Reducing exam stress
Exam stress comes in all shapes and forms, from the students who just lose focus and can’t remember answers to the student that throws the chair across the room and then there are the students that just don’t turn up. Whatever your level of stress and anxiety, there is help available.
What are the symptoms of exam stress?
These are the classic anxiety symptoms such as a racing heart, sweating, shaking, palpitations, difficulty sleeping, an uncomfortable stomach, headaches and a dry mouth. In extreme cases, a student can experience a full panic attach with chest pains and problems breathing, even wondering if they are about to die.
Students often feel fear, embarrassed that their behaviour is noticeable, guilt over their inability to perform and anger at the pressure that is put on them. Many students feel they go blank in the exam unable to understand and absorb the questions and unable to remember the answers. They often feel overwhelmed.
As a result of the physical symptoms and the emotions, many students begin to practice avoidance behaviours, avoiding thinking about the exams, avoiding preparing for the exam, and in extreme cases avoiding the actual exam. These behaviours can be noticed in the form of procrastination in the months running up to the exam and in distraction techniques. “Shall I revise or get on the play station for a few hours.” As the exam gets closer the guilt and fear kicks in more as the student realises, they have not prepared and are not ready for the exam and they begin to increase the avoidance behaviours. For many these peaks just a week or 2 before the exam with a mad revision spree, whereas for others it is the last minute the night before the exam.
What to do before the exam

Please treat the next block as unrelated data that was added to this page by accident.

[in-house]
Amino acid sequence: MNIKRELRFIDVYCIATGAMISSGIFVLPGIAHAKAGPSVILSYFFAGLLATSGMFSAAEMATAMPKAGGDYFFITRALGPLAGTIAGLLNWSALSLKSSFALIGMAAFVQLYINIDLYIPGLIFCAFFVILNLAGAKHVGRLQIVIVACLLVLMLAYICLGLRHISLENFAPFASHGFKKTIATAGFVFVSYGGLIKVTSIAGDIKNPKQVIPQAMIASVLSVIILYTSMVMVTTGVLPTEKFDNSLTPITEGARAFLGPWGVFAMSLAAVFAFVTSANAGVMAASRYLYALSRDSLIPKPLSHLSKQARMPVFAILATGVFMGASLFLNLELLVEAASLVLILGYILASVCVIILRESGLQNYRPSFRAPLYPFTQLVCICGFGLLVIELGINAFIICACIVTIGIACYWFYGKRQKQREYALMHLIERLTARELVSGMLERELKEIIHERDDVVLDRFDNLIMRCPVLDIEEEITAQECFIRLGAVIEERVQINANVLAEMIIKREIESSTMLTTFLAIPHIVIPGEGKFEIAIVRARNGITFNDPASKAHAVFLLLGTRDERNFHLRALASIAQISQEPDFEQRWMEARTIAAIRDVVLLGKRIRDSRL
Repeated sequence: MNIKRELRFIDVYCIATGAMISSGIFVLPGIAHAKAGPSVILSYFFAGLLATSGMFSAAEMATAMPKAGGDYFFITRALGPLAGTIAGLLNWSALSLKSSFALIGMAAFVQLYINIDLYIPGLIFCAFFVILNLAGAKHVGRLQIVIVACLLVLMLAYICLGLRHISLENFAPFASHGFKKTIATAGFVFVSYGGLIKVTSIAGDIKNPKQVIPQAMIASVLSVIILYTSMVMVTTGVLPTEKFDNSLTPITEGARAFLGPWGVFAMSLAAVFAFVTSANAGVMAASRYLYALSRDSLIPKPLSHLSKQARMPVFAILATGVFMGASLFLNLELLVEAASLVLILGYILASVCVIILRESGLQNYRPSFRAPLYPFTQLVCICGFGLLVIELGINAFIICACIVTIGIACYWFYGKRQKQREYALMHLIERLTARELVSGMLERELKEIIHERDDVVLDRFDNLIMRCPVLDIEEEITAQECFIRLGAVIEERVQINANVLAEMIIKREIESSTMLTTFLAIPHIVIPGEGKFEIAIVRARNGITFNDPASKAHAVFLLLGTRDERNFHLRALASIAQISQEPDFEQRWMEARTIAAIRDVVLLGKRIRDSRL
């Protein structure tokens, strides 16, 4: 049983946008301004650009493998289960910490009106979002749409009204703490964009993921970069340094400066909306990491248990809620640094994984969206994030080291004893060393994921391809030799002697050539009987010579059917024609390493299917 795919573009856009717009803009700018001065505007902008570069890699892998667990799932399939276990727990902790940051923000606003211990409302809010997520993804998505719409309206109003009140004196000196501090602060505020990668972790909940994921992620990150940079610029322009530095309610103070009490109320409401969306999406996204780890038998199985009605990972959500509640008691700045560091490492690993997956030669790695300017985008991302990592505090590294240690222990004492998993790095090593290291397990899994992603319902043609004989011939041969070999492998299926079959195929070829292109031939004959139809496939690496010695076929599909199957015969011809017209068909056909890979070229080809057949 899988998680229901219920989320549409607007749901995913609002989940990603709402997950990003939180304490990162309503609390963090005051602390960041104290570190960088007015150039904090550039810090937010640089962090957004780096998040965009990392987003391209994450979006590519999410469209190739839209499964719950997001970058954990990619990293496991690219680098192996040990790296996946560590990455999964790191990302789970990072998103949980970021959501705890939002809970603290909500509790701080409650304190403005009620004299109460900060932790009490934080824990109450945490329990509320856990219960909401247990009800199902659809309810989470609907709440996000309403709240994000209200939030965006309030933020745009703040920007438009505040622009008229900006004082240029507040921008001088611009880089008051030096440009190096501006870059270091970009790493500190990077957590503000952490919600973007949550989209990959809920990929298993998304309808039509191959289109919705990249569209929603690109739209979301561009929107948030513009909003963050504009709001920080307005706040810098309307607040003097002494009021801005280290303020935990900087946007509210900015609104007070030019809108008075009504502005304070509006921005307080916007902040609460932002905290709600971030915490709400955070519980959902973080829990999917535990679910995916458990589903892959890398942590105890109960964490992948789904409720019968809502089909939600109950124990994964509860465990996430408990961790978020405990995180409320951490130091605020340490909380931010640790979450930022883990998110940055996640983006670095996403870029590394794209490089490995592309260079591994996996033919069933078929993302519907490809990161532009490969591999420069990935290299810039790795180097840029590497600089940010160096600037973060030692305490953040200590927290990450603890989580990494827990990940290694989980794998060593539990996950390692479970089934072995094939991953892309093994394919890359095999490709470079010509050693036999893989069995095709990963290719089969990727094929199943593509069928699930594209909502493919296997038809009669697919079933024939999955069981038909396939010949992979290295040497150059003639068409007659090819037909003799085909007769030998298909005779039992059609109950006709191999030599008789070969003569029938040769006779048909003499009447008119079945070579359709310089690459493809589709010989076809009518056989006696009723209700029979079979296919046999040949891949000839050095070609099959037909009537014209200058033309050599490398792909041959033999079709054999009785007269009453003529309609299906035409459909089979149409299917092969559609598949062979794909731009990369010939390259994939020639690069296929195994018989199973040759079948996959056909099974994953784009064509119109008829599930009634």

- Avoid caffeine, this disturbs sleep and increases your heart rate.
- Visualise your success every morning, imagine opening your results, how you will feel and then visualise yourself doing a little preparation every day.
- Plan a revision schedule.
- Meditation can help.
- Eat foods that release energy slowly, avoid sugar highs and lows.
- Find ways to relax before bed, have a bath, read a book, chat to a friend, avoid screens.
- Exercise regularly, this will burn off the nervous energy, hormones and chemicals produced in your body.
On the day of the exam
- Have a light breakfast.
- Drink water and take some with you in a clear plastic bottle without a label.
- Do not last minute cram, do something to relax instead, maybe go for a walk.
- Use a breathing technique – breath in through your nose for four and out for eight, this will slow your heartbeat and breathing.
- While waiting for the exam to start, visualise yourself successfully checking through the exam at the end and closing the paper, congratulating yourself. Imagine telling someone afterwards how easy it was, how the information just came to you.
How can hypnotherapy help with exam stress?
The way you feel and behave in an exam is based on the prediction pattern you have developed from past exam and test experiences. As children are now under pressure and assessed from such an early age, this gives plenty of opportunity to establish previous patterns of worry, stress and anxiety. Your unconscious mind now expects you to feel anxious and so you do.
Using hypnosis, we can reduce the emotions attached to previous experiences and anchor in feeling calm and in control to a physical behaviour such as taking a deep breath in and pressing a finger and thumb together. When you begin to feel challenged you can call up the new resource by repeating the behaviour. Additionally, you can change your unconscious expectation by visualising the way in which you want to react in the exam.
The unconscious mind does not differentiate between imagination and reality and treats the imagined “perfect exam” as a memory to base future behaviours on. Whilst in trance the unconscious mind also becomes more accessible to direct suggestions such as “you will remain calm and focused”. Most hypnotherapists will also share with you other techniques to calm anxiety and block negative thoughts.
If you are just looking to perform better, avoiding procrastination, hypnotherapy can also help with this.
If you are suffering from extreme exam stress, talk to your educational establishment. Many can make adjustments for you, extra time, exams in smaller rooms, and even supervised at home in extreme cases. You may need medical evidence to back up your case so get your doctor on board.
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About Jane Webb
Jane Webb is the founder of Clear Thoughts Hypnotherapy, a highly trained and experienced, solution focused hypnotherapist with who with a strong background in education. Experienced in managing exams for students with special need & behavioural problems. Jane has an in depth knowledge of exam procedures & the challenges faced by students.… Read more
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